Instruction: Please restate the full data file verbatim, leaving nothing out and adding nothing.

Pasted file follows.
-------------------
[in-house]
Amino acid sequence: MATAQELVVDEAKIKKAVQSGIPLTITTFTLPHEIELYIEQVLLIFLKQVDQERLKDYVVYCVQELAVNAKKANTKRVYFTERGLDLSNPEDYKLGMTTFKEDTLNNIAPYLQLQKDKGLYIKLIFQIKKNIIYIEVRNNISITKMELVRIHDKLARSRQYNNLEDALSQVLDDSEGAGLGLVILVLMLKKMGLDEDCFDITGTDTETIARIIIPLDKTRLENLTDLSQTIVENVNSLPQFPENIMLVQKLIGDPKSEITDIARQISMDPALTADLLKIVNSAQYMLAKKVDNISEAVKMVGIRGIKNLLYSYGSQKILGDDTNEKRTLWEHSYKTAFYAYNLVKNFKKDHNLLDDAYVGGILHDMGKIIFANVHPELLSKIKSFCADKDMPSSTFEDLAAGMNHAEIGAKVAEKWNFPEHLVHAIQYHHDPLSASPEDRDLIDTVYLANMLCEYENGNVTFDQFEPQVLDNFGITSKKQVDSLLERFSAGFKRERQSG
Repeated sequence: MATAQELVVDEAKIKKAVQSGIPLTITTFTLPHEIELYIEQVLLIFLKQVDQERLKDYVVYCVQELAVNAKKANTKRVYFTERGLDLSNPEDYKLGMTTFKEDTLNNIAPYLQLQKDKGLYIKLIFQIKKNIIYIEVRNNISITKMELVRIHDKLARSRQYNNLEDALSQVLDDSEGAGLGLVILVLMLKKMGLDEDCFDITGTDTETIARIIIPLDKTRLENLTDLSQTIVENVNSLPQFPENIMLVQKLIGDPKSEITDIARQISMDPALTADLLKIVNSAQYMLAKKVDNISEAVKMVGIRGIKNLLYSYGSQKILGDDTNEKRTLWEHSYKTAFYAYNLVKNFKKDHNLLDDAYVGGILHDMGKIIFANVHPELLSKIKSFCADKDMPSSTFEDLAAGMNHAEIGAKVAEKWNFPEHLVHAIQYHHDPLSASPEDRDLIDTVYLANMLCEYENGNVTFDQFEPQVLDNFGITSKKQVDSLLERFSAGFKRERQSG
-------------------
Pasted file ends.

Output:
[in-house]
Amino acid sequence: MATAQELVVDEAKIKKAVQSGIPLTITTFTLPHEIELYIEQVLLIFLKQVDQERLKDYVVYCVQELAVNAKKANTKRVYFTERGLDLSNPEDYKLGMTTFKEDTLNNIAPYLQLQKDKGLYIKLIFQIKKNIIYIEVRNNISITKMELVRIHDKLARSRQYNNLEDALSQVLDDSEGAGLGLVILVLMLKKMGLDEDCFDITGTDTETIARIIIPLDKTRLENLTDLSQTIVENVNSLPQFPENIMLVQKLIGDPKSEITDIARQISMDPALTADLLKIVNSAQYMLAKKVDNISEAVKMVGIRGIKNLLYSYGSQKILGDDTNEKRTLWEHSYKTAFYAYNLVKNFKKDHNLLDDAYVGGILHDMGKIIFANVHPELLSKIKSFCADKDMPSSTFEDLAAGMNHAEIGAKVAEKWNFPEHLVHAIQYHHDPLSASPEDRDLIDTVYLANMLCEYENGNVTFDQFEPQVLDNFGITSKKQVDSLLERFSAGFKRERQSG
Repeated sequence: MATAQELVVDEAKIKKAVQSGIPLTITTFTLPHEIELYIEQVLLIFLKQVDQERLKDYVVYCVQELAVNAKKANTKRVYFTERGLDLSNPEDYKLGMTTFKEDTLNNIAPYLQLQKDKGLYIKLIFQIKKNIIYIEVRNNISITKMELVRIHDKLARSRQYNNLEDALSQVLDDSEGAGLGLVILVLMLKKMGLDEDCFDITGTDTETIARIIIPLDKTRLENLTDLSQTIVENVNSLPQFPENIMLVQKLIGDPKSEITDIARQISMDPALTADLLKIVNSAQYMLAKKVDNISEAVKMVGIRGIKNLLYSYGSQKILGDDTNEKRTLWEHSYKTAFYAYNLVKNFKKDHNLLDDAYVGGILHDMGKIIFANVHPELLSKIKSFCADKDMPSSTFEDLAAGMNHAEIGAKVAEKWNFPEHLVHAIQYHHDPLSASPEDRDLIDTVYLANMLCEYENGNVTFDQFEPQVLDNFGITSKKQVDSLLERFSAGFKRERQSG